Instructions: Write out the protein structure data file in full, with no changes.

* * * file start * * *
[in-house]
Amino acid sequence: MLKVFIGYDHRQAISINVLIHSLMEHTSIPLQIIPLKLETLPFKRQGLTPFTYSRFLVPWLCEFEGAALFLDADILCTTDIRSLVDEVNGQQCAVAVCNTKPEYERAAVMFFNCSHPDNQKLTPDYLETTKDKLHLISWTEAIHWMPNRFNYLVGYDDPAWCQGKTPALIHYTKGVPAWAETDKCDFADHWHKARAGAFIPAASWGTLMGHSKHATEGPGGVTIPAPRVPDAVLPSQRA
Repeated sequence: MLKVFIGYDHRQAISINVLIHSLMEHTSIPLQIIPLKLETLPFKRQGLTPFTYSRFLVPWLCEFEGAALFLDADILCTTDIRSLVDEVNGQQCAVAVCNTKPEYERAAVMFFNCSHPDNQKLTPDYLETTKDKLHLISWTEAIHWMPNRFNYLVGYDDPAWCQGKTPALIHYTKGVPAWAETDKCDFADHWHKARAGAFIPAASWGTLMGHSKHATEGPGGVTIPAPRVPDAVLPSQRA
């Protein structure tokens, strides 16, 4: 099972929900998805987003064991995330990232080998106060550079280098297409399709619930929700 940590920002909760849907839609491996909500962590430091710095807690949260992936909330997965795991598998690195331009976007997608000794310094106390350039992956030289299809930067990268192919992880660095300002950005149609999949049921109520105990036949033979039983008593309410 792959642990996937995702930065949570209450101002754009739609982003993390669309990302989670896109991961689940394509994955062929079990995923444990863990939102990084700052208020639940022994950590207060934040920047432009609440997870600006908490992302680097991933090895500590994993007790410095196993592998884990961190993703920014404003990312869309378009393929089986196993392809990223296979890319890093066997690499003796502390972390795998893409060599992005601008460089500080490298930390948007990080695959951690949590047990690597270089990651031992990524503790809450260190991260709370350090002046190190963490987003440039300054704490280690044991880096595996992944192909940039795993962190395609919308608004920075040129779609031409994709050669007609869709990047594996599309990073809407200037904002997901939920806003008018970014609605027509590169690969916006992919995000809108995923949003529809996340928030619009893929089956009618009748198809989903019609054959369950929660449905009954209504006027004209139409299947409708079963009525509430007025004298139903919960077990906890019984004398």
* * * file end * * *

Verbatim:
[in-house]
Amino acid sequence: MLKVFIGYDHRQAISINVLIHSLMEHTSIPLQIIPLKLETLPFKRQGLTPFTYSRFLVPWLCEFEGAALFLDADILCTTDIRSLVDEVNGQQCAVAVCNTKPEYERAAVMFFNCSHPDNQKLTPDYLETTKDKLHLISWTEAIHWMPNRFNYLVGYDDPAWCQGKTPALIHYTKGVPAWAETDKCDFADHWHKARAGAFIPAASWGTLMGHSKHATEGPGGVTIPAPRVPDAVLPSQRA
Repeated sequence: MLKVFIGYDHRQAISINVLIHSLMEHTSIPLQIIPLKLETLPFKRQGLTPFTYSRFLVPWLCEFEGAALFLDADILCTTDIRSLVDEVNGQQCAVAVCNTKPEYERAAVMFFNCSHPDNQKLTPDYLETTKDKLHLISWTEAIHWMPNRFNYLVGYDDPAWCQGKTPALIHYTKGVPAWAETDKCDFADHWHKARAGAFIPAASWGTLMGHSKHATEGPGGVTIPAPRVPDAVLPSQRA
């Protein structure tokens, strides 16, 4: 099972929900998805987003064991995330990232080998106060550079280098297409399709619930929700 940590920002909760849907839609491996909500962590430091710095807690949260992936909330997965795991598998690195331009976007997608000794310094106390350039992956030289299809930067990268192919992880660095300002950005149609999949049921109520105990036949033979039983008593309410 792959642990996937995702930065949570209450101002754009739609982003993390669309990302989670896109991961689940394509994955062929079990995923444990863990939102990084700052208020639940022994950590207060934040920047432009609440997870600006908490992302680097991933090895500590994993007790410095196993592998884990961190993703920014404003990312869309378009393929089986196993392809990223296979890319890093066997690499003796502390972390795998893409060599992005601008460089500080490298930390948007990080695959951690949590047990690597270089990651031992990524503790809450260190991260709370350090002046190190963490987003440039300054704490280690044991880096595996992944192909940039795993962190395609919308608004920075040129779609031409994709050669007609869709990047594996599309990073809407200037904002997901939920806003008018970014609605027509590169690969916006992919995000809108995923949003529809996340928030619009893929089956009618009748198809989903019609054959369950929660449905009954209504006027004209139409299947409708079963009525509430007025004298139903919960077990906890019984004398």